November 28th, 2018
By: Natasha Boghosian, Robert Pleydon and David Smith
To read the entire article visit Cell & Gene Therapy website
Cell therapy is an emerging market with the potential to shift the paradigm for how diseases are treated. In recent years, the ‘cancer immunotherapy’ subset of the market has seen rapid growth garnered from the efficacy of the often personalized treatment approach. Named ‘Breakthrough of the Year’ by Science magazine in 2013, the immunotherapy market has started to really come to fruition in the past few years, including the recent FDA approval of Novartis’ CAR-T therapy, Kymriah™ (tisagenlecleucel) and Kite’s CAR-T therapy, Yescarta™ (axicabtagene ciloleucel) [1–3].
One of the earlier areas of research and development in immunotherapy was in the use of dendritic cell (DC)-based treatments. DCs, often considered the most potent of the antigen presenting cells (APC), play a key role in connecting the innate and adaptive immune system [4,5]. Akin to a billboard, DCs process and then present antigens on their surfaces in order to appropriately activate T cells for immune attacks. This presentation and activation step is often the missing link in an immune response to cancer as the signal is not appropriately processed by the DC when the cancer is seen as ‘self’. To tackle this, many researchers have looked to exploit the function of DCs through the culturing of monocytes, differentiation to DCs, and modifying DCs with appropriate tumor signals ex-vivo. This causes immune system stimulation upon re-infusion of activated, mature DCs (Figure 1) .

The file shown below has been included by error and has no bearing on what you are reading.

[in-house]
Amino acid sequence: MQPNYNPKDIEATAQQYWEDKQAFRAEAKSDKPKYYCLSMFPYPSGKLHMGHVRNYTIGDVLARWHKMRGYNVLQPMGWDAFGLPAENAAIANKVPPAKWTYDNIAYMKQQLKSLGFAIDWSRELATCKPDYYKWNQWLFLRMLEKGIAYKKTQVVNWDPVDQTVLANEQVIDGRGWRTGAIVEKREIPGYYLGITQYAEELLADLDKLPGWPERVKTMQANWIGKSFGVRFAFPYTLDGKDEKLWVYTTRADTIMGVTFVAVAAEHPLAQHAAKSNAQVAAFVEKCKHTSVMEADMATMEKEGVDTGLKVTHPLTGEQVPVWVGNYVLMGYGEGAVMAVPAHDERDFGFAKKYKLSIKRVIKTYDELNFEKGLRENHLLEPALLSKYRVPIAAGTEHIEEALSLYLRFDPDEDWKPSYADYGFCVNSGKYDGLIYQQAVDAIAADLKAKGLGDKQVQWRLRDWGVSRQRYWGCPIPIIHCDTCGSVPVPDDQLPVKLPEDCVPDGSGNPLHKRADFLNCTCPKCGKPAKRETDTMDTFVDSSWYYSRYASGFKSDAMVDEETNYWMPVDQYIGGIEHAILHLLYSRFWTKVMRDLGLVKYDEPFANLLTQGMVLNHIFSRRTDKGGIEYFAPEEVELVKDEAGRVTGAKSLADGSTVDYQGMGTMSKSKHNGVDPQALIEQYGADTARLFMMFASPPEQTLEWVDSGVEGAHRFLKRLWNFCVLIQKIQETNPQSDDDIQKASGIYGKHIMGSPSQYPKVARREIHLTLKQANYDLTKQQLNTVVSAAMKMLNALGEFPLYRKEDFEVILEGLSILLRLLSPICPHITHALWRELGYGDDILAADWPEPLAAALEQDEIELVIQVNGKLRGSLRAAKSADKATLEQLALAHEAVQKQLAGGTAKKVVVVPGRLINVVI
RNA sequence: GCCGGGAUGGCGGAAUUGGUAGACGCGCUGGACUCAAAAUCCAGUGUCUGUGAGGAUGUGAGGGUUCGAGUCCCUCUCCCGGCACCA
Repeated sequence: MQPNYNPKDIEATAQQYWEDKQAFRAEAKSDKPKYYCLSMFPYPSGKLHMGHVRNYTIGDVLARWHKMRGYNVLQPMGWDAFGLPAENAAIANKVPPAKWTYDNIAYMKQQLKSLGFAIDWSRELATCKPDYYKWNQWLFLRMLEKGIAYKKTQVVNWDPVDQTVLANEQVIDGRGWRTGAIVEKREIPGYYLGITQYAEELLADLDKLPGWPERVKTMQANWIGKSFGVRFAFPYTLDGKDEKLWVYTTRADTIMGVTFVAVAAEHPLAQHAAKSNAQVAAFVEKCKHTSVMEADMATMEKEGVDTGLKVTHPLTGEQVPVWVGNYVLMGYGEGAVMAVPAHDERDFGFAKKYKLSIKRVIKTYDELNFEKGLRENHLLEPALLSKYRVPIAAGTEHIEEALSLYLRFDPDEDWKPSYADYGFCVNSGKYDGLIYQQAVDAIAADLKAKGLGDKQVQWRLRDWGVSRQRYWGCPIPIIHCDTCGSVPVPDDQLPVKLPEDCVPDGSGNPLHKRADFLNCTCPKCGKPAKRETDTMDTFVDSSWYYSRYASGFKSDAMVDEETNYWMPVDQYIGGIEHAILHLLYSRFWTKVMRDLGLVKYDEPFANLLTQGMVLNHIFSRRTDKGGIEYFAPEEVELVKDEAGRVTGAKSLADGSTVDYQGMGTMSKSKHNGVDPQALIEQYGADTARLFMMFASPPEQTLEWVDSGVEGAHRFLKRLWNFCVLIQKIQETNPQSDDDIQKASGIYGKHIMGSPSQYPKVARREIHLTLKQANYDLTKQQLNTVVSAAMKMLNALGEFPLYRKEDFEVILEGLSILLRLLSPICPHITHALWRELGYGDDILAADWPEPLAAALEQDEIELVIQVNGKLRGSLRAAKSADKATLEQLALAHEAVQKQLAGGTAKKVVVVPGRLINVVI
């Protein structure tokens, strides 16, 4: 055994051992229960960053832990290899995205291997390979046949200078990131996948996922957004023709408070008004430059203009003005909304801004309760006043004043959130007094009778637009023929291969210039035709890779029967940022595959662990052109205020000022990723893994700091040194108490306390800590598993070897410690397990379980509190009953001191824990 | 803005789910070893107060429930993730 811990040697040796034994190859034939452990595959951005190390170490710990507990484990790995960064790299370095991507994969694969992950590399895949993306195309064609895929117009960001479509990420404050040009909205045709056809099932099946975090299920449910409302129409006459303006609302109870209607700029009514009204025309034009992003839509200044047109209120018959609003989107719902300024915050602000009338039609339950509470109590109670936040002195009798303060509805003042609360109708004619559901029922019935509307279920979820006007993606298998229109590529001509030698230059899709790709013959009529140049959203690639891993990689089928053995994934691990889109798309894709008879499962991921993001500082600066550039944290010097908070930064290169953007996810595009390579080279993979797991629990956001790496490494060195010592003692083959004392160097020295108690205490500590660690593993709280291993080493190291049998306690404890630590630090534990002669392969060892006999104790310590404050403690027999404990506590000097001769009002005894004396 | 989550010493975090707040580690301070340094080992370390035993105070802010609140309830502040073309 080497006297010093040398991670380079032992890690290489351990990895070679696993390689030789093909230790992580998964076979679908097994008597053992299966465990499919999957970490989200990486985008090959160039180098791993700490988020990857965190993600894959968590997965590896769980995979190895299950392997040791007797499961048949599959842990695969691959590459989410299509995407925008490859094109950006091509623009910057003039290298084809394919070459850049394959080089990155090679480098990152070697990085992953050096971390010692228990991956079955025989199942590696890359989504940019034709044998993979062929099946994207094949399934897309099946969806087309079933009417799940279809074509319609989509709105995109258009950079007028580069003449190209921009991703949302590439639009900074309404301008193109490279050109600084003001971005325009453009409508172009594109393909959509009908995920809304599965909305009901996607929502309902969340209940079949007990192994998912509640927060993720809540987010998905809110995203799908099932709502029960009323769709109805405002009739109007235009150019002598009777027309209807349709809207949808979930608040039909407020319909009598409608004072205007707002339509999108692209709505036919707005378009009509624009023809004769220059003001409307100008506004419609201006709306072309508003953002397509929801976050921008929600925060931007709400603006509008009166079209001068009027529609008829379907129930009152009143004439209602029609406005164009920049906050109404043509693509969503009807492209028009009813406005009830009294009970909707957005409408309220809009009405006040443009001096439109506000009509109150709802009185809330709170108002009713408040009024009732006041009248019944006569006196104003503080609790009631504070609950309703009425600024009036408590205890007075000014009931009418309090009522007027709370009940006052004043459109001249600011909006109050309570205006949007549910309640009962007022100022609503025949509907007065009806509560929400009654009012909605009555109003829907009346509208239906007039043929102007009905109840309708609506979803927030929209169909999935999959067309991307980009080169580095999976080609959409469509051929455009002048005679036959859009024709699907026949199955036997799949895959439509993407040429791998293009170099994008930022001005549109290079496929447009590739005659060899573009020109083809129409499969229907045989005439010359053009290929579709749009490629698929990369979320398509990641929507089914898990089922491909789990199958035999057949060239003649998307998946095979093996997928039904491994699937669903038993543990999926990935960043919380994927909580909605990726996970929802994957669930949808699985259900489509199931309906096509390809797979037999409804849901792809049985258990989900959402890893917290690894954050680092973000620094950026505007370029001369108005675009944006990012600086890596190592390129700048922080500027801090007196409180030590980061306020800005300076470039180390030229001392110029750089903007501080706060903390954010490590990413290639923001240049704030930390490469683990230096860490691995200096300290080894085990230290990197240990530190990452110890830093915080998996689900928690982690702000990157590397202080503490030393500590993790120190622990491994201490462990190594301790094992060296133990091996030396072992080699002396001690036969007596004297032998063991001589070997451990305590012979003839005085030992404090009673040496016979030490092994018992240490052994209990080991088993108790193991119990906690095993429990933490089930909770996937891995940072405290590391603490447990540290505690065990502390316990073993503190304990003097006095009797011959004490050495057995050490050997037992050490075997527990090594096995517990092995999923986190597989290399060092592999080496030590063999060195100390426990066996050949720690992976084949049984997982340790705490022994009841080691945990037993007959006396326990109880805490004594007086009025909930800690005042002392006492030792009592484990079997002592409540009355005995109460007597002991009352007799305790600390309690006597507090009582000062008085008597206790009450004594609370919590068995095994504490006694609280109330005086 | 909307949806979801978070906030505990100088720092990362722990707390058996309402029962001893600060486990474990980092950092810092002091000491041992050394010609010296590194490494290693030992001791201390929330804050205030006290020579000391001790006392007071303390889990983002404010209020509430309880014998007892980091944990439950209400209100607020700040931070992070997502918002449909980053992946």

Although there are several early and late stage clinical trials leveraging this approach, there is currently only one, commercially available dendritic-based therapy in the USA . Provenge® (Sipuleucel-T) was commercialized by Dendreon in 2010 and is still available for the treatment of advanced prostate cancer . Recent market reports have anticipated an annual growth rate for the ‘Global Dendritic Cell & Tumor Cell Cancer Vaccine’ of 20.7% until 2030 .
With increasing interest in bringing cell-based products to fruition comes the increasing importance of selecting appropriate systems and materials for manufacturing. This paper will focus on reviewing material properties and important factors to consider when choosing a container for culture. With that, it also critical to consider process steps upstream (e.g., enrichment) and downstream (e.g., harvest) of culture as well as ancillary materials (e.g., medium and cytokines) when deciding on and developing a complete manufacturing process [10–12].